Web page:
Forrester Research said Monday that it is downgrading its 2008 forecast for IT purchasing in both the U.S. and around the world.
The firm is still predicting increased IT spending, but has dropped its U.S. growth projection to 2.8 percent from 4.6 percent, and its global forecast to 6 percent from 9 percent.
Andrew Bartels, vice president at Forrester, said in a statement that the forecast is based on the assumption a mild recession will hit the U.S. economy in the second or third quarter.
"While it is by no means certain that the U.S. economy will in fact experience a recession, the risks of one are high enough to justify a more conservative outlook for the IT market." The sheer size of the U.S. market is enough to affect spending globally, he added.
Forrester is pegging the global market for IT spending in 2008 at $1.7 trillion, and said IT purchasing grew at 12 percent globally worldwide and 6.2 percent in the U.S. during 2007.
Region to region, the 2008 outlook varies, according to Forrester.
Growth in central and western Europe will stand at 5 percent this year, the company said. That is a substantial drop from 2007's 15 percent growth rate, but Forrester noted that the dollar's weakness against the euro helped drive that performance.
Meanwhile, Eastern Europe, the Middle East and Africa are set for a strong year, according to Forrester. Oil-producing nations like Russia and Saudi Arabia will see 12 percent growth in 2008, just a slight drop from last year.
The Asia-Pacific region will also see strong growth at nine percent, but that figure represents a drop from the 15 percent rate posted in 2007, Forrester said.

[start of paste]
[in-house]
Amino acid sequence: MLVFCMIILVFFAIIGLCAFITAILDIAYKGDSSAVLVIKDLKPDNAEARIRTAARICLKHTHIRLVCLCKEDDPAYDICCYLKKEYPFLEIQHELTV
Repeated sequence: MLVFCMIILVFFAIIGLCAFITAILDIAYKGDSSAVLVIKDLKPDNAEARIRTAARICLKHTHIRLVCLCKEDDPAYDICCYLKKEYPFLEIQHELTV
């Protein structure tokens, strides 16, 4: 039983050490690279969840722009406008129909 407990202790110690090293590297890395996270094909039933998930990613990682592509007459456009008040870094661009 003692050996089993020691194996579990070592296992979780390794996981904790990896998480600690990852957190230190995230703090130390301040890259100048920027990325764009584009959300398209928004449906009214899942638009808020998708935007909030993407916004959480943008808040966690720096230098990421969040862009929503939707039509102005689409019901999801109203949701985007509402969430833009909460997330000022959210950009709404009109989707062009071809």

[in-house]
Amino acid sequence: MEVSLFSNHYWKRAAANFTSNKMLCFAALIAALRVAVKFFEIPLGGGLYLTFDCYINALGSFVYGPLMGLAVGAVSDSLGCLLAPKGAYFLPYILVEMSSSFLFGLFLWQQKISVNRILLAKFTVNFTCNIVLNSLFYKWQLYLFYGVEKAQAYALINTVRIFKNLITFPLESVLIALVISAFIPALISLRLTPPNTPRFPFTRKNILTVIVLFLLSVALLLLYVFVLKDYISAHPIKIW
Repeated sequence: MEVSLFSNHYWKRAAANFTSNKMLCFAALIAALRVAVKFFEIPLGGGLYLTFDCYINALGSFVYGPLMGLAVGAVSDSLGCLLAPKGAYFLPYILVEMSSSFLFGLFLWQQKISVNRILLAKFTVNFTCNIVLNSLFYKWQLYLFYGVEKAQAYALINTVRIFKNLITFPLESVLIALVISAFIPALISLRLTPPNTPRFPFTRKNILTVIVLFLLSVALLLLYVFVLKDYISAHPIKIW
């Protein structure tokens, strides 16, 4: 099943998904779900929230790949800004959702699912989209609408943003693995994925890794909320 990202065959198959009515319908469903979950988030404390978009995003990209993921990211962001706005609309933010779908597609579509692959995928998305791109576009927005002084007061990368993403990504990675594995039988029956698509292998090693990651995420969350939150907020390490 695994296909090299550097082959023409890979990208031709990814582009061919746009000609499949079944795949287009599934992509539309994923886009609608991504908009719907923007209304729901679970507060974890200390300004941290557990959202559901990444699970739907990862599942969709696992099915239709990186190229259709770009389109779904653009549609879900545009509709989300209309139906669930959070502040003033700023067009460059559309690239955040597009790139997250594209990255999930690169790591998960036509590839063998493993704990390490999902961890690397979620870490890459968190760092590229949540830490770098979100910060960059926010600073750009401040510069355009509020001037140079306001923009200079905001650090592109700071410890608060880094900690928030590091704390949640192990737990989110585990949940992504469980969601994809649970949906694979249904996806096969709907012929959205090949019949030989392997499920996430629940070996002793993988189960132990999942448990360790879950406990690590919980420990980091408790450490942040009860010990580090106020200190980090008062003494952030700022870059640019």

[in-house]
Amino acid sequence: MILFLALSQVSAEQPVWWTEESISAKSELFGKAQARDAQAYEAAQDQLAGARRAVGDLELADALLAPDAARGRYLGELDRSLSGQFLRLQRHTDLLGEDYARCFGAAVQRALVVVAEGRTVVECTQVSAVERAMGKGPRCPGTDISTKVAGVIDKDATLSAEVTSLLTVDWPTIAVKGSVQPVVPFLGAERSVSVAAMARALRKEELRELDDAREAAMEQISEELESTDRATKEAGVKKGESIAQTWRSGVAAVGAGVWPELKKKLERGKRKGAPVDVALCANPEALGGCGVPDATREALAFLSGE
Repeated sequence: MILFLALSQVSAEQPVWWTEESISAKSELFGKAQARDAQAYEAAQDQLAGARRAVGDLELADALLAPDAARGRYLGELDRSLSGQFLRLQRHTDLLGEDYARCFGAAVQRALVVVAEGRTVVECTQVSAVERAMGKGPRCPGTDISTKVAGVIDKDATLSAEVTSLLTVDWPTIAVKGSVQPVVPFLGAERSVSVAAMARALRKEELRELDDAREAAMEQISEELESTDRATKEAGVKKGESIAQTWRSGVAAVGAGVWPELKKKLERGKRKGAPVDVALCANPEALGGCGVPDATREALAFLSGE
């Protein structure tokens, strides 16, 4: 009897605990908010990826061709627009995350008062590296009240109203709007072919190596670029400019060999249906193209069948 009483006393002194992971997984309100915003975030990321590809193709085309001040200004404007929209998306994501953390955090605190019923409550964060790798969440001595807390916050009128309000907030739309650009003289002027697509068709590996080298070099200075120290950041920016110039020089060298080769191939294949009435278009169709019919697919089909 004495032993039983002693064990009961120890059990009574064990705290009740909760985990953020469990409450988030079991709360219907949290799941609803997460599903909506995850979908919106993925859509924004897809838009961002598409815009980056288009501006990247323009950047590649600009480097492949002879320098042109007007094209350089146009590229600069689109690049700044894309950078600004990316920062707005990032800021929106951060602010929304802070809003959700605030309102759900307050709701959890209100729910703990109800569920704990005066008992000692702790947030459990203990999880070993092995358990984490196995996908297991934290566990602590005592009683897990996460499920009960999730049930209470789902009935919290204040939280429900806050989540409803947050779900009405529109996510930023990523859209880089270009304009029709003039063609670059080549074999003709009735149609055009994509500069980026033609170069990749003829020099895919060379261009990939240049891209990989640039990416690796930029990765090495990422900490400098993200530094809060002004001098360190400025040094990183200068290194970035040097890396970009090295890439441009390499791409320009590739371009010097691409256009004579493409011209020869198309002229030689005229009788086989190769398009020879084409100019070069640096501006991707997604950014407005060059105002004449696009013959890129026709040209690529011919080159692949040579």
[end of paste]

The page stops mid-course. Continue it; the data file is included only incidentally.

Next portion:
Meanwhile, the U.S.'s overall share of global IT spending is still falling, dropping this year to 33 percent, Forrester said. That percentage stood at 40 percent in 2003, according to Forrester. The U.S. still has a healthy stake in software purchasing, however, with a 44 percent share of the worldwide market, the analyst firm said.
The picture is also mixed within various sectors, according to Forrester.
Software buying will grow 8 percent globally, down from 11 percent in 2007.
In contrast, hardware will be especially stunted. The firm predicts investment growth in communications equipment will fall to 3 percent from last year's 12 percent tally; and growth in IT spending on personal computers, servers, storage devices and peripheral markets will drop to 4 percent from 12 percent last year.
IT outsourcing will grow by 9 percent while consulting and integration services will see a slowdown, the firm predicted.
Forrester analyzed financial reports from 46 large IT vendors, as well as data from the Organisation for Economic Co-operation and Development, in preparing the forecasts.